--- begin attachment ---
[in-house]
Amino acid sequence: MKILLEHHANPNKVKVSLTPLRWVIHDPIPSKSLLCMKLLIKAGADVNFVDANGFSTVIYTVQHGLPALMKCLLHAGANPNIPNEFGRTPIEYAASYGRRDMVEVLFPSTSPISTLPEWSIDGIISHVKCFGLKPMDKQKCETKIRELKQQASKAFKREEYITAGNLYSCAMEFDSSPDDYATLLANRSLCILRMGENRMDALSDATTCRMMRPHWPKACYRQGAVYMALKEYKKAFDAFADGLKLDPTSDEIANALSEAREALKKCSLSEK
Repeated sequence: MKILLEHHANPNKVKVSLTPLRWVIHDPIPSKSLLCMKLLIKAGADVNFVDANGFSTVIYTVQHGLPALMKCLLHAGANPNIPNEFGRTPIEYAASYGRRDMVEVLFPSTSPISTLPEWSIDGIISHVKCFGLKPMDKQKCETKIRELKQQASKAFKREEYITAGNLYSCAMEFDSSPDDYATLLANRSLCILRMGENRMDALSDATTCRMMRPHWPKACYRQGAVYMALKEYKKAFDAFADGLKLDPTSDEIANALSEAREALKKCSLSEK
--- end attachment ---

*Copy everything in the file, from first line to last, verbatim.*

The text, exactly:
[in-house]
Amino acid sequence: MKILLEHHANPNKVKVSLTPLRWVIHDPIPSKSLLCMKLLIKAGADVNFVDANGFSTVIYTVQHGLPALMKCLLHAGANPNIPNEFGRTPIEYAASYGRRDMVEVLFPSTSPISTLPEWSIDGIISHVKCFGLKPMDKQKCETKIRELKQQASKAFKREEYITAGNLYSCAMEFDSSPDDYATLLANRSLCILRMGENRMDALSDATTCRMMRPHWPKACYRQGAVYMALKEYKKAFDAFADGLKLDPTSDEIANALSEAREALKKCSLSEK
Repeated sequence: MKILLEHHANPNKVKVSLTPLRWVIHDPIPSKSLLCMKLLIKAGADVNFVDANGFSTVIYTVQHGLPALMKCLLHAGANPNIPNEFGRTPIEYAASYGRRDMVEVLFPSTSPISTLPEWSIDGIISHVKCFGLKPMDKQKCETKIRELKQQASKAFKREEYITAGNLYSCAMEFDSSPDDYATLLANRSLCILRMGENRMDALSDATTCRMMRPHWPKACYRQGAVYMALKEYKKAFDAFADGLKLDPTSDEIANALSEAREALKKCSLSEK